Why do I have a recurrent mycosis that does not go away despite treatment?

Why do I have a recurrent mycosis that does not go away despite treatment?

A real source of discomfort, especially when it is recurrent, mycosis can have a negative effect on our lives.
To avoid these troublesome fungal infections, it is important to understand their origin and the steps to take to prevent them. In this article, we will explain why some people are more prone to mycosis, and help you recognise the symptoms. Find out more.

Understanding the causes of recurrent mycosis

Mycosis is caused by microscopic fungi, which thrive in warm, humid environments by feeding on keratin, a protein found in hair, nails and skin. Mycosis often affects areas where perspiration is important, such as the feet, armpits and folds of the skin and the genital area.
Some people are more at risk of developing mycosis than others, due to well-known factors such as weakened immunity, imbalanced microbiota, excessive perspiration, oily skin and tight clothing. Taking antibiotics can also upset the balance of bacteria in the body and promote the growth of fungi. These are widespread in the environment and can be transmitted by direct contact with an infected person or by contact with contaminated surfaces.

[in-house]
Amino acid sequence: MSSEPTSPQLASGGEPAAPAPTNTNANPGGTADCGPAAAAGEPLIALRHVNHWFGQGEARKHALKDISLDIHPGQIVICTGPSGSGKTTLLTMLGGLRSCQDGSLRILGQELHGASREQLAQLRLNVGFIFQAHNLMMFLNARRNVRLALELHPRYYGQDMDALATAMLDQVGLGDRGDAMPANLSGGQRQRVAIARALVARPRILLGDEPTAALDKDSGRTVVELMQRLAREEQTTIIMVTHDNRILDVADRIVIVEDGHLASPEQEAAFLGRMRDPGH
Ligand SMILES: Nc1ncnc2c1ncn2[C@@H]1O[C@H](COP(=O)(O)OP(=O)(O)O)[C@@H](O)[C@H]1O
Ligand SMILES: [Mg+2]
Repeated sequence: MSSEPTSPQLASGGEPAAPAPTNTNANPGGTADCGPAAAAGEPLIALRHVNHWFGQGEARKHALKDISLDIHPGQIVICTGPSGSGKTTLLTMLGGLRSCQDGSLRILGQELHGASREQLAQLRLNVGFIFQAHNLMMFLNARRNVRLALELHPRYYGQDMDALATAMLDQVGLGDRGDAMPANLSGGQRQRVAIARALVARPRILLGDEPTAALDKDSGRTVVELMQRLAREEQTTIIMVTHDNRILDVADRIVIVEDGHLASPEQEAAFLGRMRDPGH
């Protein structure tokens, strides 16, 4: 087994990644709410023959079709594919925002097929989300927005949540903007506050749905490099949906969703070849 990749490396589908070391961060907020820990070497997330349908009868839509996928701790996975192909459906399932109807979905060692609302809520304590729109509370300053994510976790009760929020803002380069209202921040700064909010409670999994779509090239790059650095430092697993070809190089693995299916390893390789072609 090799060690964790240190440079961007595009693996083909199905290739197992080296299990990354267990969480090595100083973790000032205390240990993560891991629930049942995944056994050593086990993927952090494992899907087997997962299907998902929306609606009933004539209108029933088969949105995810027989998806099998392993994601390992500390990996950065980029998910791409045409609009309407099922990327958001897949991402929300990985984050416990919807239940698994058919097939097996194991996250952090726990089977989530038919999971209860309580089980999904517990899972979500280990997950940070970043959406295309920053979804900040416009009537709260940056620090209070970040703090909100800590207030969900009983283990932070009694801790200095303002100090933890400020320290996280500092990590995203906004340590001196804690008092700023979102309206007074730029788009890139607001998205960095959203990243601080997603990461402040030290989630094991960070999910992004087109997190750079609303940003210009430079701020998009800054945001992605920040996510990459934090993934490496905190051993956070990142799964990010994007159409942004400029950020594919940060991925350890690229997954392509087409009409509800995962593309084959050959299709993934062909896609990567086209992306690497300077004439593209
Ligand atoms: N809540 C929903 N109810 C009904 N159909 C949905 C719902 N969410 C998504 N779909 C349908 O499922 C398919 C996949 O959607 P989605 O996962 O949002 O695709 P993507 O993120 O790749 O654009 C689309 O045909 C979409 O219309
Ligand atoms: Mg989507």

Therefore, to avoid recurrent mycosis - whether it is vaginal mycosis, foot mycosis or cutaneous mycosis - we will take care of the areas on which these mycoses develop!

How to recognise mycosis?

Vaginal mycosis: symptoms include itching, pain and thick, profuse white discharge.
According to a study published in the Journal of Lower Genital Tract Disease, approximately 75% of women will have at least one vaginal mycosis in their lifetime.

Foot mycosis: symptoms include itching, redness, cracking and peeling of the skin.
According to a study published in the journal Mycoses, approximately 10% of the population will be affected by foot mycosis during their lifetime!

Mycosis of the skin: symptoms include itching, redness and flaking of the skin. Cutaneous mycosis is caused by tiny fungi such as dermatophytes, Candida (a yeast), Malassezia, a yeast usually present on the skin which multiplies in the presence of favourable factors (such as heat, perspiration, application of fatty substances on the skin, etc.).

If you are prone to recurrent mycoses, prevention is the first step towards recovery!

In your daily care routine, use specific hygiene products, tested on mycosis-prone skin, which cleanse and soothe sensitive skin to prevent and treat the different types of mycosis. Consult your doctor and/or your reference pharmacist to adopt the correct actions.

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